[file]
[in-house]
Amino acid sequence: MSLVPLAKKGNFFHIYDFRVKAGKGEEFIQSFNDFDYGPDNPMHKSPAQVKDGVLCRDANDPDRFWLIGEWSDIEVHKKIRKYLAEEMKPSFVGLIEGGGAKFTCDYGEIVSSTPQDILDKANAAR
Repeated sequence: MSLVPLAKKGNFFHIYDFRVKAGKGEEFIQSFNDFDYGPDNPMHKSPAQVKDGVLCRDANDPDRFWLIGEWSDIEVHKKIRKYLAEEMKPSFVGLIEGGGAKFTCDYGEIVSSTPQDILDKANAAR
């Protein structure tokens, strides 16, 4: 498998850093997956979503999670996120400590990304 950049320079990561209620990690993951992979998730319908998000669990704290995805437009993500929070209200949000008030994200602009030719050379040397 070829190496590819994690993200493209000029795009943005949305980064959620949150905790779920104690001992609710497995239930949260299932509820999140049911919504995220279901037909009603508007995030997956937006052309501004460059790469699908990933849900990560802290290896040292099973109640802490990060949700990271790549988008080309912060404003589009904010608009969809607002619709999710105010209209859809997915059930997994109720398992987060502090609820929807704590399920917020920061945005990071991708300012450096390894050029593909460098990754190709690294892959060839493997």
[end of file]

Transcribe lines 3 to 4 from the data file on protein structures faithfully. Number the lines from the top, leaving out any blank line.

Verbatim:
Repeated sequence: MSLVPLAKKGNFFHIYDFRVKAGKGEEFIQSFNDFDYGPDNPMHKSPAQVKDGVLCRDANDPDRFWLIGEWSDIEVHKKIRKYLAEEMKPSFVGLIEGGGAKFTCDYGEIVSSTPQDILDKANAAR
């Protein structure tokens, strides 16, 4: 498998850093997956979503999670996120400590990304 950049320079990561209620990690993951992979998730319908998000669990704290995805437009993500929070209200949000008030994200602009030719050379040397 070829190496590819994690993200493209000029795009943005949305980064959620949150905790779920104690001992609710497995239930949260299932509820999140049911919504995220279901037909009603508007995030997956937006052309501004460059790469699908990933849900990560802290290896040292099973109640802490990060949700990271790549988008080309912060404003589009904010608009969809607002619709999710105010209209859809997915059930997994109720398992987060502090609820929807704590399920917020920061945005990071991708300012450096390894050029593909460098990754190709690294892959060839493997």